Trump calls himself the "law and order president" and he is going to let the police take off the gloves and set things right. But it isn't 1977 anymore, and the country he is "saving" today is one that lives as much in his imagination as the utopian 1950s that he promises to return us to.
As we know, Trump isn't alone in his belief that the United States is on the verge of economic and social collapse. His followers believe it, too. Right-wing media outlets constantly advance this idea, even as they busily count their millions. For decades they've made a profit out of saying that the country's going to hell. But they aren't the only ones. Conservative intellectuals have bought into this fantasy as well.
The Weekly Standard's Michael Warren announced on Thursday that the author of some notorious essays written under the pseudonym Publius Decius Mus is actually a former George W. Bush speechwriter named Michael Anton, who has now joined the Trump administration as a national security adviser. (Anton's pseudonym apparently refers to a Roman general who sacrificed himself in battle.) He has been glimpsed briefly in the White House press room — as in the photo accompanying this article — but as yet has taken no public role in the administration.
These essays, posted on a couple of different websites throughout the presidential campaign, thrilled elite Trump supporters like Rush Limbaugh, who were being pressured by the "Never Trump" faction among old-line conservatives. The most famous of Decius' prose works was called "The Flight 93 Election," an allusion to the doomed plane that was headed to the White House on 9/11 and went down in a field in Pennsylvania after passengers overran the al-Qaida hijackers.
In Anton's telling the plane is America and conservatives are the heroic passengers who say "Let's roll" and charge the terrorists who are, of course, liberals and immigrants. He suggested that even if a Donald Trump presidency led to a metaphorical plane crash, that would be better than a Hillary Clinton victory, which he predicted would result in “vindictive persecution against resistance and dissent.” (Presumably all the Clinton voters would be gleefully chanting, "Lock them up!")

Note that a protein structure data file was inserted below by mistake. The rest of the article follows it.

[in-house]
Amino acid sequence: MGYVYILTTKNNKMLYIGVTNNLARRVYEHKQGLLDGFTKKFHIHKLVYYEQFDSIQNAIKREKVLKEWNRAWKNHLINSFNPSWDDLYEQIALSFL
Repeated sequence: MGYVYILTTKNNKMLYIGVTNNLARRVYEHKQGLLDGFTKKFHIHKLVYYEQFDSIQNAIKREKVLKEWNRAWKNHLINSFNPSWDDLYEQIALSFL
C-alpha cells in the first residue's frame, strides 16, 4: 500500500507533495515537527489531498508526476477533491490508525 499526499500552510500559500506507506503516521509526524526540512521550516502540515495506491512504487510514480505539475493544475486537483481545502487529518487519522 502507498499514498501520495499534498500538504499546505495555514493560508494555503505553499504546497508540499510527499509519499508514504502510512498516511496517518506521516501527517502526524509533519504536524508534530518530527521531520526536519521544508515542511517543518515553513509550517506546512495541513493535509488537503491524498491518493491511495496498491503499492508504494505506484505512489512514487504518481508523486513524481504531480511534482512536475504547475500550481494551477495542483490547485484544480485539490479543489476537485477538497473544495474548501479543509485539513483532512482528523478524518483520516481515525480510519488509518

But Clinton was not the real danger to America in this telling, merely the mechanism for what he believed is a foreign invasion:
The ceaseless importation of Third World foreigners with no tradition of, taste for, or experience in liberty means that the electorate grows more left, more Democratic, less Republican, less republican, and less traditionally American with every cycle.
As you can see, "Third World foreigners" and the "left" are not traditionally American in his view. Their children are being spawned for the purpose of forming a permanent class of rulers dedicated to oppressing the white and native-born "real"Americans who have the only legitimate claim to the country. Anton passionately declared, “I want my party to live. I want my country to live. I want my people to live.”
The "people" Anton referred to are the same ones Trump calls "the forgotten people," the only citizens he believes he has any responsibility to represent, the people who think the liberal, foreign hijackers took over America in 2008. They believe they saved their desolate, destroyed hulk of a country by taking on these invaders and voting for the avenging angel Donald Trump. Unlike their heroes aboard Flight 93, who gave their lives to spare the lives of others, they're steering the plane directly into the White House themselves.